2) It locks the TC at revs above about 1,800 and changes gear faster than you can in a manual.
3) The gearing is much higher ( tip 5th = Man 6th )
4) The MPG is very much better.
 

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Graham,
You're quite right. It was definitely a factor in me changing and the dealer's attitude to it- well of course the Tip is a better choice with the V8 - when it wasn't out when I bought mine and why didn't they say so when I ordered it.
Of course the horrible depreciation that is impacting all 2nd hand cars but V8s especially, was the major factor for me.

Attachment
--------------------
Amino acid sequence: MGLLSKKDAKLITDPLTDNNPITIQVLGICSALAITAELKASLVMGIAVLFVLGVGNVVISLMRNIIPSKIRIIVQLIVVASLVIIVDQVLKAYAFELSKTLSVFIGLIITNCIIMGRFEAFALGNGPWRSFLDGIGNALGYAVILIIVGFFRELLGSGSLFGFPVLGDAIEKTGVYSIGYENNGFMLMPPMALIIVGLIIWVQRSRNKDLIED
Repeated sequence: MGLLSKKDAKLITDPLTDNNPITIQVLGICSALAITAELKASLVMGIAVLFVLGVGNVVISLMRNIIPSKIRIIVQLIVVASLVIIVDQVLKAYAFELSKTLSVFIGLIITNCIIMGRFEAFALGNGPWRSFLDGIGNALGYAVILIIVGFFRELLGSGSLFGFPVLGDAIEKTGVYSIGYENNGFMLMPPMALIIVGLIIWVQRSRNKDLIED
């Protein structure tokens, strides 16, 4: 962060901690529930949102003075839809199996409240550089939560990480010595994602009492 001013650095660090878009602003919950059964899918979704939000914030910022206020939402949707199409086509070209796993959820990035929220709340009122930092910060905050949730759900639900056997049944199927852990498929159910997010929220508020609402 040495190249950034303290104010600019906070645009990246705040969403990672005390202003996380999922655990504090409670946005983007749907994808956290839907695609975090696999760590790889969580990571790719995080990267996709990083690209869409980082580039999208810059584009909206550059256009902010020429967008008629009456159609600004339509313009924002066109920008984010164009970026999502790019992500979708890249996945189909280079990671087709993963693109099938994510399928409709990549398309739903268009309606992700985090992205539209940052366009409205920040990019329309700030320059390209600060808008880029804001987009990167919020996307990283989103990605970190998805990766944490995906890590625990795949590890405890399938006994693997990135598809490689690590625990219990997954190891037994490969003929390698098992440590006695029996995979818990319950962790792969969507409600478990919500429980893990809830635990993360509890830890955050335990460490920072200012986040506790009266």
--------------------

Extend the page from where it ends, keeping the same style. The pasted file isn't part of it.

As Ian says its something you can drive around, but I still think it sounds pretty stupid parking - have you just passed your test or are you just a cr.. driver?
You did well to get it replaced, for sure they wouldn't do that now.
Chris
 

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I have noticed the same thing. Before the ECU update I had the well documented surge of revs as you pull away. Following the update the straight forward surge has gone and has been replaced with the pulsing of the revs as you pull off - exactly as if you were blipping the throttle with your right foot just as the clutch bites.

Sounds like it is a direct result of the ECU update and is likely to scare folk on zebra crossings.
 

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Software upgrade

My car went in for a replacement tyre as it was puched and Audi said a copy of recalls free upgrades were due, one a software upgrade. Since I have had it the car now revs in a plusing way as I go to move off and I have to say it is very annoying. I will go back to see if they can undo it.

Garry